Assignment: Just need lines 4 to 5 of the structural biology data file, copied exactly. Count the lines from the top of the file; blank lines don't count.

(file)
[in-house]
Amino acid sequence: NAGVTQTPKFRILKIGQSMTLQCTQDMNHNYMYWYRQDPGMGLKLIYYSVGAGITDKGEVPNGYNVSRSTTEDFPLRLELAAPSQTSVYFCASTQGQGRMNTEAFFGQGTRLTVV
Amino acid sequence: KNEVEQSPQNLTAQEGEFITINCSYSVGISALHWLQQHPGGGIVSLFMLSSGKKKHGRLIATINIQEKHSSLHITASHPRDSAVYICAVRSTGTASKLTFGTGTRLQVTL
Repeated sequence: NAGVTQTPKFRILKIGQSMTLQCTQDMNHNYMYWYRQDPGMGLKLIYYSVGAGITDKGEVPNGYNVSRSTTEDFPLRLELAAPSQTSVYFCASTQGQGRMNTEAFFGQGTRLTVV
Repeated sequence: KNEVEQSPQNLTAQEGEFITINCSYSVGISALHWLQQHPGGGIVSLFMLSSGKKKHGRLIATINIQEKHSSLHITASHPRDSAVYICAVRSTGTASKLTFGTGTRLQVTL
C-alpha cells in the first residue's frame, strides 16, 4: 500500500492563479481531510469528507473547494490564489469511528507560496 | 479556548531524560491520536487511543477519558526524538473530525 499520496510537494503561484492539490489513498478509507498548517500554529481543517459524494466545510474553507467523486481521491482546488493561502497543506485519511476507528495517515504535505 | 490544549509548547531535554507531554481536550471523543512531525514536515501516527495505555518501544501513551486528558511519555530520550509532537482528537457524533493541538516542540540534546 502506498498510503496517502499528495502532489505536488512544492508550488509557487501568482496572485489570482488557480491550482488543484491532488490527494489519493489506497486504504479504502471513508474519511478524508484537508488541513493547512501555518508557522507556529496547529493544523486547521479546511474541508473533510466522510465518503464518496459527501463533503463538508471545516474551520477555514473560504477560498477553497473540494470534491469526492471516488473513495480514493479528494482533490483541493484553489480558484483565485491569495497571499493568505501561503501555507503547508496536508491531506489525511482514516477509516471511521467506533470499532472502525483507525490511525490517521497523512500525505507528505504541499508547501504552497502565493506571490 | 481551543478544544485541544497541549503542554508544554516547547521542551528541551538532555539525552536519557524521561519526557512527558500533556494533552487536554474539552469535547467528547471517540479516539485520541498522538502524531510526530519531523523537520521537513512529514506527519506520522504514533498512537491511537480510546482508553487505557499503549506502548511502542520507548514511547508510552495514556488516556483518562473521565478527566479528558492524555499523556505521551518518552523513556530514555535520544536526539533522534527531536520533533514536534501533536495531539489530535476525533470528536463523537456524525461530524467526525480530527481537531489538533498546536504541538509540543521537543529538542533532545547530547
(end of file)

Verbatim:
Repeated sequence: NAGVTQTPKFRILKIGQSMTLQCTQDMNHNYMYWYRQDPGMGLKLIYYSVGAGITDKGEVPNGYNVSRSTTEDFPLRLELAAPSQTSVYFCASTQGQGRMNTEAFFGQGTRLTVV
Repeated sequence: KNEVEQSPQNLTAQEGEFITINCSYSVGISALHWLQQHPGGGIVSLFMLSSGKKKHGRLIATINIQEKHSSLHITASHPRDSAVYICAVRSTGTASKLTFGTGTRLQVTL